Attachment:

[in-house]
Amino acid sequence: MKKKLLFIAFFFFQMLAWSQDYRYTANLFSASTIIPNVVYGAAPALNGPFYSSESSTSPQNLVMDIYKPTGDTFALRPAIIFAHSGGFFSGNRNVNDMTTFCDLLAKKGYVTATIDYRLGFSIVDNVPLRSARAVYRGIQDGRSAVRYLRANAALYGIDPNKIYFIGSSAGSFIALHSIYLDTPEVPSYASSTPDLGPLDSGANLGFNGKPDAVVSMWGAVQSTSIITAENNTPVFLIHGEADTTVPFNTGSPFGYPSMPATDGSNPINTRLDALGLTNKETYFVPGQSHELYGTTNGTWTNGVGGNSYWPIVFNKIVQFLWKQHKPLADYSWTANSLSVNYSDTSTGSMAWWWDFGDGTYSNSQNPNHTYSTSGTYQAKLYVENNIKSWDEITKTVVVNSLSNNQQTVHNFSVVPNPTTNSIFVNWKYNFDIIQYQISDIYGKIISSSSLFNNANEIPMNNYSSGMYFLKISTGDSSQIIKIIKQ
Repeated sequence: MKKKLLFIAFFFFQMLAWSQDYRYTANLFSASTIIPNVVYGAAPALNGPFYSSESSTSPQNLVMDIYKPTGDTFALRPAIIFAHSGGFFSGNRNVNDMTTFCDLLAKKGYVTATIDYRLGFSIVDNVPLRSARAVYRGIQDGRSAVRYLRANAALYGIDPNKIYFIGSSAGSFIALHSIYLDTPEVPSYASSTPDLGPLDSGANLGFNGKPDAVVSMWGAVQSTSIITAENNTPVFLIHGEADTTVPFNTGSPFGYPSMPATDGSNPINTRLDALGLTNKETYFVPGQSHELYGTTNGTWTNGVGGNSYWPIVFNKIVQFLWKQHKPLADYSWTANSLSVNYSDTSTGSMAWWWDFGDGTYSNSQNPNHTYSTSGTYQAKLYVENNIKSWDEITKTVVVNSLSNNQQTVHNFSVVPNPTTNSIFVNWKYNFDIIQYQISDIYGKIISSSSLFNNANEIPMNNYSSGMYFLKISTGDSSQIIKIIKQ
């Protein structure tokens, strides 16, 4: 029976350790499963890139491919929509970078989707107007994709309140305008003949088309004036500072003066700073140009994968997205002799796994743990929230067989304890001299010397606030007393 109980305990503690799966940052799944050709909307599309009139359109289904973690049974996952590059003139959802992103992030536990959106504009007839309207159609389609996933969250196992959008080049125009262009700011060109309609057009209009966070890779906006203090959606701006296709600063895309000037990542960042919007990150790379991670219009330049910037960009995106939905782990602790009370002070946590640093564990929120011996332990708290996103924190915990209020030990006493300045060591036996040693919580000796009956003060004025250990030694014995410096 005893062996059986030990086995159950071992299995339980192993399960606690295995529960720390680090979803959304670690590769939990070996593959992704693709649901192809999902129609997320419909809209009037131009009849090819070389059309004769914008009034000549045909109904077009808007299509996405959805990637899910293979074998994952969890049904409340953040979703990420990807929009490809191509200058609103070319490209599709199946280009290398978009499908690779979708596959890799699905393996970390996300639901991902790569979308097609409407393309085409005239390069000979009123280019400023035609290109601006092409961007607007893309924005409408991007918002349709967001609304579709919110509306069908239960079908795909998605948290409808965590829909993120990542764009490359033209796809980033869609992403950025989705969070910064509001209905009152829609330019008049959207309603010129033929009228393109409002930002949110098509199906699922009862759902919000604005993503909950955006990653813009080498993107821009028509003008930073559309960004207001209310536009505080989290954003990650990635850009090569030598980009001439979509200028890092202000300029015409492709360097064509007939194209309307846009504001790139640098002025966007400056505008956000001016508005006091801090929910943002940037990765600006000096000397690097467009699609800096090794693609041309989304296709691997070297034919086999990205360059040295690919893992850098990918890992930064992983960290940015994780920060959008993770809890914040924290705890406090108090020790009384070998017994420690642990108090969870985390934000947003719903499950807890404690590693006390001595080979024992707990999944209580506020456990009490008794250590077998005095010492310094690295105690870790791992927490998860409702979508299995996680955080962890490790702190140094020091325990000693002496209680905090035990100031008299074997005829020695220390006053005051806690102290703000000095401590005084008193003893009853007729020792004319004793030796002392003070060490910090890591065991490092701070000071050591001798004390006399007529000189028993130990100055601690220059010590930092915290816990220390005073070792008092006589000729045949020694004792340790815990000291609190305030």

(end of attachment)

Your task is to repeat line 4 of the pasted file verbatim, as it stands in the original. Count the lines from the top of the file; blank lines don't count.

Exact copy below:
């Protein structure tokens, strides 16, 4: 029976350790499963890139491919929509970078989707107007994709309140305008003949088309004036500072003066700073140009994968997205002799796994743990929230067989304890001299010397606030007393 109980305990503690799966940052799944050709909307599309009139359109289904973690049974996952590059003139959802992103992030536990959106504009007839309207159609389609996933969250196992959008080049125009262009700011060109309609057009209009966070890779906006203090959606701006296709600063895309000037990542960042919007990150790379991670219009330049910037960009995106939905782990602790009370002070946590640093564990929120011996332990708290996103924190915990209020030990006493300045060591036996040693919580000796009956003060004025250990030694014995410096 005893062996059986030990086995159950071992299995339980192993399960606690295995529960720390680090979803959304670690590769939990070996593959992704693709649901192809999902129609997320419909809209009037131009009849090819070389059309004769914008009034000549045909109904077009808007299509996405959805990637899910293979074998994952969890049904409340953040979703990420990807929009490809191509200058609103070319490209599709199946280009290398978009499908690779979708596959890799699905393996970390996300639901991902790569979308097609409407393309085409005239390069000979009123280019400023035609290109601006092409961007607007893309924005409408991007918002349709967001609304579709919110509306069908239960079908795909998605948290409808965590829909993120990542764009490359033209796809980033869609992403950025989705969070910064509001209905009152829609330019008049959207309603010129033929009228393109409002930002949110098509199906699922009862759902919000604005993503909950955006990653813009080498993107821009028509003008930073559309960004207001209310536009505080989290954003990650990635850009090569030598980009001439979509200028890092202000300029015409492709360097064509007939194209309307846009504001790139640098002025966007400056505008956000001016508005006091801090929910943002940037990765600006000096000397690097467009699609800096090794693609041309989304296709691997070297034919086999990205360059040295690919893992850098990918890992930064992983960290940015994780920060959008993770809890914040924290705890406090108090020790009384070998017994420690642990108090969870985390934000947003719903499950807890404690590693006390001595080979024992707990999944209580506020456990009490008794250590077998005095010492310094690295105690870790791992927490998860409702979508299995996680955080962890490790702190140094020091325990000693002496209680905090035990100031008299074997005829020695220390006053005051806690102290703000000095401590005084008193003893009853007729020792004319004793030796002392003070060490910090890591065991490092701070000071050591001798004390006399007529000189028993130990100055601690220059010590930092915290816990220390005073070792008092006589000729045949020694004792340790815990000291609190305030």